Exploring Pottery and Maritime Traditions in the Cyclades

The nonprofit organization, Archipelago Network, launches two new projects to preserve the rich pottery and maritime traditions of the Cycladic islands.

Founded in 2019 by a team of local and international experts based in Athens and the island of Syros, the Archipelago Network has unveiled two new projects dedicated to protecting and revitalizing the rich heritage of the Cyclades. The nonprofit organization’s latest initiatives, made public this week, focus on pottery making on Sifnos and traditional maritime trades and crafts in Greece’s most famous island region.

Sifnos boasts a remarkable legacy in pottery, with over 14 pottery workshops that have been crafting one-of-a-kind ceramic objects for generations. Supported by the Ministry of Culture, the “Pottery of Sifnos” program aims to preserve and promote this tradition, which dates back to the Early Cycladic period.


“Our engagement with Sifnos began when we were approached by local community members involved in the effort to start a museum for pottery on the island,” Archipelago Network founder and lead researcher Jacob Moe says of the Ceramic Museum of Sifnos, which is currently in the offing. 

Working in cooperation with the Sifnos Pottery Association and the working group for the Ceramic Museum of Sifnos, the organization is carrying out interdisciplinary research in the field, led by curator Lydia Matthews from the Parsons School of Design and Ioanna Theocharopoulou from Cornell University.

One aspect of the program involves digitizing the photographic archives of eight traditional pottery workshops on the island, as well as valuable diagrams, notes and photographs from the Ceramic Crafts Collection of postwar artist and architect Cosmas Xenakis (1925-1984). Additionally, the initiative aims to create 13 ethnographic documentaries exploring the cultural significance of Sifnian pottery, which will be screened on Sifnos in late June.

“Pottery is closely linked with the island’s culture and economy, and is a successful example of the coexistence of traditional culture and tourism,” Moe says.


“In order for it to survive and evolve, we must support it with institutions and targeted actions,” he says, stressing the need for a museum and a school of fine arts, similar to the School of Fine Arts in Pyrgos on Tinos which specializes in marble craftsmanship.

The Archipelago Network plans to make the fruits of their labors widely available through an open-access archive on their website. The material will also contribute to the Ceramic Museum of Sifnos, cementing the preservation of Sifnian pottery for generations to come. 

Sea trades

In parallel, the Archipelago Network’s project on “Maritime Trades of the Cyclades” is designed to preserve the endangered traditional activities associated with the marine environment in the area. 

Their motivation was concern that invaluable practices such as wooden-boat building or ship carpentry, small-scale fishing and seafaring are at risk of dying out. Hundreds of Greek fishermen have in recent years voluntarily turned in their fishing licenses and taken their boats to the scrapyard, also in response to financial incentives provided by the European Union as part of a scheme aimed at safeguarding dwindling fish stocks.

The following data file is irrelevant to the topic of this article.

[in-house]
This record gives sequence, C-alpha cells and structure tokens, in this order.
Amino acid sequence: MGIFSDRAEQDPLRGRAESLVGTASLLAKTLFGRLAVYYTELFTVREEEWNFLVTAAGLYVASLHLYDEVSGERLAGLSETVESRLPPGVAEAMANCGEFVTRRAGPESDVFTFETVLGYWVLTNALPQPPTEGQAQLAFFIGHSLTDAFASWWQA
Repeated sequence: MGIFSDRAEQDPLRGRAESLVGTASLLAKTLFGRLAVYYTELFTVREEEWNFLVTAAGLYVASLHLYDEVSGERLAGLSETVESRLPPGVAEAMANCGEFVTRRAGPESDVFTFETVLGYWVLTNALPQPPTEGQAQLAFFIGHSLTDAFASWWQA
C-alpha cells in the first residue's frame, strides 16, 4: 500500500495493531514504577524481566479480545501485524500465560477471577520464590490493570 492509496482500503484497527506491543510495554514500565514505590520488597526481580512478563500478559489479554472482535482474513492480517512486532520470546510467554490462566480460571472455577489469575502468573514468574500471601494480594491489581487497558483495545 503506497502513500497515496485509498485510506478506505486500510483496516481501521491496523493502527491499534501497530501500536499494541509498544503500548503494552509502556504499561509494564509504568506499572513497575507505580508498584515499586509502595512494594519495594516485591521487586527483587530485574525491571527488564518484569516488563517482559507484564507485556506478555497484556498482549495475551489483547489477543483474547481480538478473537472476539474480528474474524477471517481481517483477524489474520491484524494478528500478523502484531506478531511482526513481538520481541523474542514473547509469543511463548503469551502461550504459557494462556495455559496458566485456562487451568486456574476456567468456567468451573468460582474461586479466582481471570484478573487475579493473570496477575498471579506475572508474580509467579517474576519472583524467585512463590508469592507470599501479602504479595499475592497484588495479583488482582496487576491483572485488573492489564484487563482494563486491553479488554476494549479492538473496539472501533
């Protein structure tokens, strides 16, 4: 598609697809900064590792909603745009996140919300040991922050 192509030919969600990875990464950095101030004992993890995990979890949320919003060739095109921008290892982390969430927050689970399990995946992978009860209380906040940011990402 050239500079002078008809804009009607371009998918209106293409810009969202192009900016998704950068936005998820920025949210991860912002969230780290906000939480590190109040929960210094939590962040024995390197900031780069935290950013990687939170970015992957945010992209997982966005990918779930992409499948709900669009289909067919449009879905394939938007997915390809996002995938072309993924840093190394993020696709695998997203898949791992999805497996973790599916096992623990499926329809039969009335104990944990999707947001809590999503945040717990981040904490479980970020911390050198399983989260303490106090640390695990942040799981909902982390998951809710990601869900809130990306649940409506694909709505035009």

“Boatbuilding, small-scale fishing, and the seafaring knowledge related to these professions are all at critical risk, significantly altering the relationship of Aegean island populations with the sea,” Moe says.

With the support of the Costas M. Lemos Foundation, this project employs a multilayered research approach to safeguard the oral traditions, social practices, rituals, festive events and know-how intertwined with the maritime trades of the Cyclades. Focusing on Syros, Paros, Santorini, Amorgos and Koufonisi, the researchers are digitizing audiovisual archives and producing visual ethnographic material in order to document historical evidence as well as contemporary practices.

This data will also become freely accessible on the Archipelago Network’s online platform. In addition to documentation and research, the organization has plans for an in situ program that will include a traveling exhibition and educational workshops. Once again, the ambition is to share their discoveries, as well as their vision, with a wider audience.


“At a time when questions of sustainable development and climate change are at the forefront of EU and national agendas, we can learn from these local forms of knowledge that have operated for centuries with a keen awareness and respect for the marine environment,” Moe says. 

Beyond the Aegean

Expanding its reach beyond the Aegean, the Archipelago Network has embarked on two interregional projects: “Communities Between Islands” and “Mirrors: Trans-Mediterranean Archive Dialogue.” 

These initiatives will take the team to Mediterranean coastlines and islands that lie farther afield, enabling them to forge alliances with local communities in Beirut, Cairo, Corsica and Sardinia


Through these interconnected activities, the Archipelago Network strives to nurture diverse forms of material knowledge and cultural practices that address pressing social and environmental challenges.

More details about the activities will become available soon. For additional information, visit archipelagonetwork.org.

This article was previously published at ekathimerini.com.

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